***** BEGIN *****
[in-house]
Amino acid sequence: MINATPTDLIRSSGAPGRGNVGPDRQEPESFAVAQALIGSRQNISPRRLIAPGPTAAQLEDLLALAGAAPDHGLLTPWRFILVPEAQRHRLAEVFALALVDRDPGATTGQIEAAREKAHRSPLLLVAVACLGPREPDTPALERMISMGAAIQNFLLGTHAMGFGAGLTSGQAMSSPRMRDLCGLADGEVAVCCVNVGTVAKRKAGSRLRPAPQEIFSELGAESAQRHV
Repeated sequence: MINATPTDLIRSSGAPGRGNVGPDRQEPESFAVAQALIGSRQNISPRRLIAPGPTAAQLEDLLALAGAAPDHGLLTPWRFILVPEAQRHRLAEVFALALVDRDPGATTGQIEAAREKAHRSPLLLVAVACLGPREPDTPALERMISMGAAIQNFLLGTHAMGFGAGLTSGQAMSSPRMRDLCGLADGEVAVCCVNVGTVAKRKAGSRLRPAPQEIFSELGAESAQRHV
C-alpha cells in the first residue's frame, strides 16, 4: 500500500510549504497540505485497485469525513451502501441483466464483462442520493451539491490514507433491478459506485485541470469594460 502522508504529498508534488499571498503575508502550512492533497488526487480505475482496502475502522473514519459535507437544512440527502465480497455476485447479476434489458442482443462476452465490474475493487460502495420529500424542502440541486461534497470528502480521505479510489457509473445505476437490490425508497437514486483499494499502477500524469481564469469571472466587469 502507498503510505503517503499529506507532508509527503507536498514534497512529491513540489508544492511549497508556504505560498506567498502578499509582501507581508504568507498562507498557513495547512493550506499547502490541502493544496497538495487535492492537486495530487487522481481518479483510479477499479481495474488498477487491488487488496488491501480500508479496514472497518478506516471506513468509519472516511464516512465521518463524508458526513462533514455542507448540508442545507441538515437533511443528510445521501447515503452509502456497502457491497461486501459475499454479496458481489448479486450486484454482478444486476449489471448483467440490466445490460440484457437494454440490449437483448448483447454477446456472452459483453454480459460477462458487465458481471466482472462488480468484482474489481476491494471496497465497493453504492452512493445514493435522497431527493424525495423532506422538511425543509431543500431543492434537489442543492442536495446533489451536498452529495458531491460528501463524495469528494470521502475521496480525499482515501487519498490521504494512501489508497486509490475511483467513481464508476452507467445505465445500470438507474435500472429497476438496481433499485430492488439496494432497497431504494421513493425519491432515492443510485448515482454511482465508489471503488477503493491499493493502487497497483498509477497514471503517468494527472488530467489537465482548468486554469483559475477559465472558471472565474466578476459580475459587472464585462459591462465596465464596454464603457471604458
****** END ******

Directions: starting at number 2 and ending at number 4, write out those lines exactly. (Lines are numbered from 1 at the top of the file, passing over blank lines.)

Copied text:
Amino acid sequence: MINATPTDLIRSSGAPGRGNVGPDRQEPESFAVAQALIGSRQNISPRRLIAPGPTAAQLEDLLALAGAAPDHGLLTPWRFILVPEAQRHRLAEVFALALVDRDPGATTGQIEAAREKAHRSPLLLVAVACLGPREPDTPALERMISMGAAIQNFLLGTHAMGFGAGLTSGQAMSSPRMRDLCGLADGEVAVCCVNVGTVAKRKAGSRLRPAPQEIFSELGAESAQRHV
Repeated sequence: MINATPTDLIRSSGAPGRGNVGPDRQEPESFAVAQALIGSRQNISPRRLIAPGPTAAQLEDLLALAGAAPDHGLLTPWRFILVPEAQRHRLAEVFALALVDRDPGATTGQIEAAREKAHRSPLLLVAVACLGPREPDTPALERMISMGAAIQNFLLGTHAMGFGAGLTSGQAMSSPRMRDLCGLADGEVAVCCVNVGTVAKRKAGSRLRPAPQEIFSELGAESAQRHV
C-alpha cells in the first residue's frame, strides 16, 4: 500500500510549504497540505485497485469525513451502501441483466464483462442520493451539491490514507433491478459506485485541470469594460 502522508504529498508534488499571498503575508502550512492533497488526487480505475482496502475502522473514519459535507437544512440527502465480497455476485447479476434489458442482443462476452465490474475493487460502495420529500424542502440541486461534497470528502480521505479510489457509473445505476437490490425508497437514486483499494499502477500524469481564469469571472466587469 502507498503510505503517503499529506507532508509527503507536498514534497512529491513540489508544492511549497508556504505560498506567498502578499509582501507581508504568507498562507498557513495547512493550506499547502490541502493544496497538495487535492492537486495530487487522481481518479483510479477499479481495474488498477487491488487488496488491501480500508479496514472497518478506516471506513468509519472516511464516512465521518463524508458526513462533514455542507448540508442545507441538515437533511443528510445521501447515503452509502456497502457491497461486501459475499454479496458481489448479486450486484454482478444486476449489471448483467440490466445490460440484457437494454440490449437483448448483447454477446456472452459483453454480459460477462458487465458481471466482472462488480468484482474489481476491494471496497465497493453504492452512493445514493435522497431527493424525495423532506422538511425543509431543500431543492434537489442543492442536495446533489451536498452529495458531491460528501463524495469528494470521502475521496480525499482515501487519498490521504494512501489508497486509490475511483467513481464508476452507467445505465445500470438507474435500472429497476438496481433499485430492488439496494432497497431504494421513493425519491432515492443510485448515482454511482465508489471503488477503493491499493493502487497497483498509477497514471503517468494527472488530467489537465482548468486554469483559475477559465472558471472565474466578476459580475459587472464585462459591462465596465464596454464603457471604458